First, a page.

The term ‘green economy’ has grown to be closely associated with sustainability and green policy. On the other hand, the blue economy is just as relevant, yet much less known. Focusing primarily on ocean environments, it aims to promote the sustainable use of the world’s watery resources.
Although ocean plants produce nearly half of the air we breathe, humans routinely devastate these habitats. In fact, more than 60% of major marine ecosystems have degraded significantly as a result of human use.
To protect our oceans and sea life, we must educate ourselves, and the blue economy is a great place to start.
What Is the Blue Economy?
Put simply, the blue economy is a comprehensive plan for the sustainable use of ocean resources. It boasts goals of promoting economic growth, improving livelihoods and jobs, and maintaining healthy marine ecosystems. To achieve these goals, the blue economy has several components.
Fisheries & Aquaculture
According to World Bank, fisheries contribute more than $270 billion to global GDP, employ 300 million people, and feed another 3 billion. Needless to say, the industry is massive, and any disruption is felt far and wide.
Rising ocean temperatures and increased ocean acidity cause more and more shortages to occur every year. As a result of these shortages, uncertainty and anxiety create a sense of urgency which can lead to the overfishing of already struggling populations.
Tourism & Economic Growth
Around the world, about 1 in 11 people attribute their livelihoods to tourism. When managed appropriately, ocean and coastal tourism can foster growth in Small Island Developing States. Diving, marine archaeology, surfing, and recreational fishing are just a few ways to attract tourists and support budding ocean economies.
Furthermore, tourism makes sustainable development possible. Such development also benefits the economy while allowing communities to protect natural and cultural resources.
Renewable Energy in Coastal Economies
Many Small Island Developing States rely on imported fuel to generate power. Not only is this option incredibly expensive, but the environmental cost of transportation and use is damaging as well.
The use of renewable energy — such as offshore wind farms, tidal energy, and thermal energy conversion — shows promise for coastal economies. These clean energy options cost less, promote economic growth, and preserve delicate ocean ecosystems.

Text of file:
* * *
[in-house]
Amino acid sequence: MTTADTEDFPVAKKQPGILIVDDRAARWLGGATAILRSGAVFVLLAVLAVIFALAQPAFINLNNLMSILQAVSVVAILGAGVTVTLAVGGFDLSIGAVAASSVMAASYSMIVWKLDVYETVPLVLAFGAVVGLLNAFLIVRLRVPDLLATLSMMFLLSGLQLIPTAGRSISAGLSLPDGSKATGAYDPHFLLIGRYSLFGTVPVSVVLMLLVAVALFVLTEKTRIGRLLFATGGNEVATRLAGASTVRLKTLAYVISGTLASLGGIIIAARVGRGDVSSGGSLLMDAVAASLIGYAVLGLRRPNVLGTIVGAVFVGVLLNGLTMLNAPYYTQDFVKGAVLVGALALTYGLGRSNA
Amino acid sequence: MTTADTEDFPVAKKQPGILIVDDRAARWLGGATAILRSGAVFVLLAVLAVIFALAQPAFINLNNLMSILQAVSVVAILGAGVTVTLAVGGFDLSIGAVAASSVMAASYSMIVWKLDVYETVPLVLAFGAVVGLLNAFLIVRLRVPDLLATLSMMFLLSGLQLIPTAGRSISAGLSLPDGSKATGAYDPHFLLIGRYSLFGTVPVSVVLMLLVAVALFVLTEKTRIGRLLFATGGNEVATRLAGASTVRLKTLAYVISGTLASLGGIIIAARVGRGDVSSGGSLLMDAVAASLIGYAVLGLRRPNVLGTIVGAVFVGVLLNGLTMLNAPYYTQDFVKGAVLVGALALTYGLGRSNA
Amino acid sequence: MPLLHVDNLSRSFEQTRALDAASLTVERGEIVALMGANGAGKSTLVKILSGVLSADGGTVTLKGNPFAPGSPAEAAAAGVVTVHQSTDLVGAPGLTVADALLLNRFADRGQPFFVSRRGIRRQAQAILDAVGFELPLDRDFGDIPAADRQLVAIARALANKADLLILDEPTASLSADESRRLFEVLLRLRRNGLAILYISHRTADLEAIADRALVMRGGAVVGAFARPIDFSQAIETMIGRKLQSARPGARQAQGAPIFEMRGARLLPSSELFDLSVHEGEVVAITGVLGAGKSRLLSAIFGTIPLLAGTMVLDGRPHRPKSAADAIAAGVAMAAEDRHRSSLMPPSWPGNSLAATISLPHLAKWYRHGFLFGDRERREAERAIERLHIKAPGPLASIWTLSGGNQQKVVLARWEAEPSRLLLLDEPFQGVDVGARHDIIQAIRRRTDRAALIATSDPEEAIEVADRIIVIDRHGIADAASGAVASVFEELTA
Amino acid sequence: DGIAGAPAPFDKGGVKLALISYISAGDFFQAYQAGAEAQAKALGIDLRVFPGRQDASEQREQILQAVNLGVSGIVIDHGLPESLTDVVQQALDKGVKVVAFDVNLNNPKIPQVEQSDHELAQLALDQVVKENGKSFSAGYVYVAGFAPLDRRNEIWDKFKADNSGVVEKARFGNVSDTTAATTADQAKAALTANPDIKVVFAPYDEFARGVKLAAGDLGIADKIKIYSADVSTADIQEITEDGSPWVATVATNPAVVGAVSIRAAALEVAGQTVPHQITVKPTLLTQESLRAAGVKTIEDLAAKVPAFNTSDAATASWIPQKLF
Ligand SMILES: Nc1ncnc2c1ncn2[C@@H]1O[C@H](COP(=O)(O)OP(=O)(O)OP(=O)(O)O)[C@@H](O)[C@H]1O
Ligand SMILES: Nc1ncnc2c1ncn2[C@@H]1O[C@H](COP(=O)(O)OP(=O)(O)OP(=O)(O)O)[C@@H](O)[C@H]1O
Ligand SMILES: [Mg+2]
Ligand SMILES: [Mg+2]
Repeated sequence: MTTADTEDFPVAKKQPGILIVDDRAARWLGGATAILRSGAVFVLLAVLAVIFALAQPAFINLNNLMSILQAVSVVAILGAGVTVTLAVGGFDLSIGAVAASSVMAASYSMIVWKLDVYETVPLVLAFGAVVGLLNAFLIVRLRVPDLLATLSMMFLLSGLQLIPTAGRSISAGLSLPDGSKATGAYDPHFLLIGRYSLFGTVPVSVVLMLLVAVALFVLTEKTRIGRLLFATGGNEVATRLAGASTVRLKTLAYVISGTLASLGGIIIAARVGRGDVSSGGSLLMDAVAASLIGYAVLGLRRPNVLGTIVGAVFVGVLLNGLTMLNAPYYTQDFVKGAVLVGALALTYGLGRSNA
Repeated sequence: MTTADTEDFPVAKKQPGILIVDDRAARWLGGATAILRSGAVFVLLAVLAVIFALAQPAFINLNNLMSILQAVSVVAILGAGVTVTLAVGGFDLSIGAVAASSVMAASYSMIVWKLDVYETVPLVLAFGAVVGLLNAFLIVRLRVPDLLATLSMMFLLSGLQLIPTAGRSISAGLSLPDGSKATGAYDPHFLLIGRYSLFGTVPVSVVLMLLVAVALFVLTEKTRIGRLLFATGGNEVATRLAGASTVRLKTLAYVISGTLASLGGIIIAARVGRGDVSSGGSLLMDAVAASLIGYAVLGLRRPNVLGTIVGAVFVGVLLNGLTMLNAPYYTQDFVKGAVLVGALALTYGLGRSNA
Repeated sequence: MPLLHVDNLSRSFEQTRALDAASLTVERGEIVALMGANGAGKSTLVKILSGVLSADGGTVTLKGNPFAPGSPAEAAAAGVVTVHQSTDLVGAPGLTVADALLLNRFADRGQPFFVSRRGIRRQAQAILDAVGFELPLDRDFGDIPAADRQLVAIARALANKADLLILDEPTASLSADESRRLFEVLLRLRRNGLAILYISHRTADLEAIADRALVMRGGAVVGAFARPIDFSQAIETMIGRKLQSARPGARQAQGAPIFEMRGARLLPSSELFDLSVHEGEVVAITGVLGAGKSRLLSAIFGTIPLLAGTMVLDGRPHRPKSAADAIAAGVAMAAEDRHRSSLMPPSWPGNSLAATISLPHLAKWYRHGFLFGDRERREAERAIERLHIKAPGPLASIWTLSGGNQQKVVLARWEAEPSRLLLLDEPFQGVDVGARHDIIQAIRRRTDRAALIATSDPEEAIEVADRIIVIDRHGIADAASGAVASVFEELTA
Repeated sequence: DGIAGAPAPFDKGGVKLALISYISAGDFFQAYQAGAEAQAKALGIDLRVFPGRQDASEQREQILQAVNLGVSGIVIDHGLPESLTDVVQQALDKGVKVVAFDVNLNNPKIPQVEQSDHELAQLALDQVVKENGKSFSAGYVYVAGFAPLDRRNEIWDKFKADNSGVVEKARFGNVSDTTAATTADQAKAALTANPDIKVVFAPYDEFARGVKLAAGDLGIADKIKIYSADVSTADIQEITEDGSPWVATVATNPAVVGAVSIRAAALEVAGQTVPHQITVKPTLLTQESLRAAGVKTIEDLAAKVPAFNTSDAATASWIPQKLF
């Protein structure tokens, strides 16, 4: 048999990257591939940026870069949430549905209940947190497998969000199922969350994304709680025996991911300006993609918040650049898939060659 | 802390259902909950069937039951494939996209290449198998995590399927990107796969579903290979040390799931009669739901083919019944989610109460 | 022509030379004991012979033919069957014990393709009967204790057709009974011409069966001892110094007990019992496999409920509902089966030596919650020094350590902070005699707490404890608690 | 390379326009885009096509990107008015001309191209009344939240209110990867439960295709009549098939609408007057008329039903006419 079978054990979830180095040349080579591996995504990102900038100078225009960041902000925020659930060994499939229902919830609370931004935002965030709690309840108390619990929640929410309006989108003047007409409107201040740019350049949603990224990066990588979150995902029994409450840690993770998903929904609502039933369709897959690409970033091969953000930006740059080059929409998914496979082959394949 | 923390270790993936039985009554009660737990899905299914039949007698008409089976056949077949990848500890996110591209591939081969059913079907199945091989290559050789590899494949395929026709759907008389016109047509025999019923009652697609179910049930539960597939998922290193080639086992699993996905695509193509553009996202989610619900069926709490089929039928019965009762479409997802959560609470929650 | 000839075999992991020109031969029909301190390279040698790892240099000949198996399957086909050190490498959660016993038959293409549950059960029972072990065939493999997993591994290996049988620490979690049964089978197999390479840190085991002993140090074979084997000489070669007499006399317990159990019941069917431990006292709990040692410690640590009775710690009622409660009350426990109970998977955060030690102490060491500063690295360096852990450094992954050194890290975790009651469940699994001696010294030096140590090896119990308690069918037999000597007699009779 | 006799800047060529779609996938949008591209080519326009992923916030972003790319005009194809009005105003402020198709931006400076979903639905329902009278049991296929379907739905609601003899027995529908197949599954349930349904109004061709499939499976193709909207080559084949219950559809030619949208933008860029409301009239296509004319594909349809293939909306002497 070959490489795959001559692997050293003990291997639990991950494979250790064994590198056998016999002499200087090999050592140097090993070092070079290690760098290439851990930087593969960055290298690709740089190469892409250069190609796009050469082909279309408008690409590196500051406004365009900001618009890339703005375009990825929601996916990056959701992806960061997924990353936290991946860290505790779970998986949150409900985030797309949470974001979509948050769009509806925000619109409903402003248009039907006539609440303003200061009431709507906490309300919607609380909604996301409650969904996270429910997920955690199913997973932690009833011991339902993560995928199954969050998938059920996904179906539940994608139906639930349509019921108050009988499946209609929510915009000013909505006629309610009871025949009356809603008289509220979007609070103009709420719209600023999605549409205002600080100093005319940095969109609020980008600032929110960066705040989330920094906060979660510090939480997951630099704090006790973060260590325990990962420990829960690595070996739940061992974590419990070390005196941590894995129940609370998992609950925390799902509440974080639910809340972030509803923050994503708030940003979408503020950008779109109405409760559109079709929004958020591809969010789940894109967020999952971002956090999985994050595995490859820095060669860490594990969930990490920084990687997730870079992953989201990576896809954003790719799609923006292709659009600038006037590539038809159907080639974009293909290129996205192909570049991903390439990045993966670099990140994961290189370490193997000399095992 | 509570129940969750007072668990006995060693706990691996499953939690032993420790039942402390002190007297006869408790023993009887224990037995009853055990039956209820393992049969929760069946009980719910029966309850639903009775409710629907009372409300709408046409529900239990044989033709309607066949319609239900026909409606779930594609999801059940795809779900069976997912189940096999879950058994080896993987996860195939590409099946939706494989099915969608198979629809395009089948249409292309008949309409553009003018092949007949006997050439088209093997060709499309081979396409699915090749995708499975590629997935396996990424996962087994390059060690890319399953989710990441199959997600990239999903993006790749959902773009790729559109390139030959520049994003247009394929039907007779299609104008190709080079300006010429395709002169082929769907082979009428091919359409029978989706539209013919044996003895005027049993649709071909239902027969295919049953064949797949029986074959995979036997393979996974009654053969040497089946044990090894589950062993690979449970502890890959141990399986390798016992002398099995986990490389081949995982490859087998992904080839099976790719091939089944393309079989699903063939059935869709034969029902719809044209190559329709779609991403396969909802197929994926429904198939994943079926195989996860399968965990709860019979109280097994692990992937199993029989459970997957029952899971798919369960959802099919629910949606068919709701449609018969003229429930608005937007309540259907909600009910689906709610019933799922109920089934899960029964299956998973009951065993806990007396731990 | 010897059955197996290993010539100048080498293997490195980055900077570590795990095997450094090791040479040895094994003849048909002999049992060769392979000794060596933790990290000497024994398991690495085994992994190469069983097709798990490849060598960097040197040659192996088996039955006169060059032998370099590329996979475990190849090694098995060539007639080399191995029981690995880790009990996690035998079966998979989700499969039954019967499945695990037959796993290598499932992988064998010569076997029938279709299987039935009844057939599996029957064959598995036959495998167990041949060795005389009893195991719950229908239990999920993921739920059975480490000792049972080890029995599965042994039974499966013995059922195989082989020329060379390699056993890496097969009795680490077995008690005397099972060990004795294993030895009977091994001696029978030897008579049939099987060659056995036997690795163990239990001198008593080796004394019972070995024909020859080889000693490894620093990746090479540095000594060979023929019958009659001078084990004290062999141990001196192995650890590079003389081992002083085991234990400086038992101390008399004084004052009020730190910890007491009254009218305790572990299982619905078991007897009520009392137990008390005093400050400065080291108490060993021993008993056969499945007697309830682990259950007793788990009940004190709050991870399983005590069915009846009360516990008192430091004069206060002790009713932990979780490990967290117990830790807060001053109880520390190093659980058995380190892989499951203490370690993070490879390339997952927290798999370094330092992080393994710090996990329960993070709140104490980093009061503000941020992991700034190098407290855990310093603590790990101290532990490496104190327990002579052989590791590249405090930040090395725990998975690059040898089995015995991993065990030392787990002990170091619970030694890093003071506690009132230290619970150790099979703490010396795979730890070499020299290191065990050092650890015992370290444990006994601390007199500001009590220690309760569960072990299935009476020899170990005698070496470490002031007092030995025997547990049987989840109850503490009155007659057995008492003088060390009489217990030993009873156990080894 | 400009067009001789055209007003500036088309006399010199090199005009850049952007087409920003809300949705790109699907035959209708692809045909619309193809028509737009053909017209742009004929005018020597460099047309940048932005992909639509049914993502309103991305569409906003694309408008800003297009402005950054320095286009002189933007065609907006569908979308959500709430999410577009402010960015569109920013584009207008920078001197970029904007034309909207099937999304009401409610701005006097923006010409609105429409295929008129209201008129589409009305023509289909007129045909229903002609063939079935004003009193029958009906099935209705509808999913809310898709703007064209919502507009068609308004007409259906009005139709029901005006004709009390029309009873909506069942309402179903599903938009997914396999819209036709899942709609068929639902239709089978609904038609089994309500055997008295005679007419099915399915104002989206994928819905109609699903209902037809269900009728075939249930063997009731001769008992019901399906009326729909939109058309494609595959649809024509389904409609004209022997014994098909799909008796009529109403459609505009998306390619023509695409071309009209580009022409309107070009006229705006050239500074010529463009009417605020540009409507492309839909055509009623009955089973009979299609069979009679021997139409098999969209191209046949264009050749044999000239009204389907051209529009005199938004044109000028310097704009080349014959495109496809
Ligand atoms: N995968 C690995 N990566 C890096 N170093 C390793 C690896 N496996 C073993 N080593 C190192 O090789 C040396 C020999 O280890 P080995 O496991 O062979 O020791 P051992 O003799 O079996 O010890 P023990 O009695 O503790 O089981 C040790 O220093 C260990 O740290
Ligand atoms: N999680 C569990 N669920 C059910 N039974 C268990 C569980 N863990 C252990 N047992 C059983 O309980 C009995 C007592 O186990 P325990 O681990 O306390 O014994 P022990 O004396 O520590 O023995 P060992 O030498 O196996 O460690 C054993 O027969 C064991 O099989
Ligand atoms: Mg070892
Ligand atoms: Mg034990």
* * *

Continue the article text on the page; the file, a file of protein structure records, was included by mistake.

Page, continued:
Climate Change & the Blue Economy
Oceans make up more than 70% of the planet’s surface, and they play roles in mitigating climate change. However, they’re also vulnerable to coastal erosion, acidification, rising temperatures, and melting polar ice. For this reason, protecting the oceans is paramount.
Each component of the blue economy also works to boost coastal economies. Although the long-term benefits of the blue economy are financially and sustainably beneficial, initial investments can be steep. Economic growth is the most reliable way to ensure lasting change.
Supporting the World’s Ocean Environments
Many of us lack the resources to enact large-scale change. Still, there are actions we all can take to protect our oceans. These small actions add up, and when they do, they have a big impact.
Here are a few ways you can support ocean ecosystems every day:
- Conserve water to prevent wastewater from reaching the ocean.
- Use fewer chemicals, and when you do, make sure to dispose of them properly.
- Boat responsibly by anchoring only in sandy areas and adhering to no-wake areas.
- Reduce vehicle pollution by walking or biking to keep oceans from heating up.
- Volunteer for beach cleanups to keep trash from harming sea life.
By consistently doing your part, you can help protect ocean ecosystems from the effects of climate change.
The Blue Economy & the Future of the Planet
In order to succeed, the blue economy requires a combination of small- and large-scale actions. We all need to do our part to protect the planet and mitigate the effects of a changing climate.
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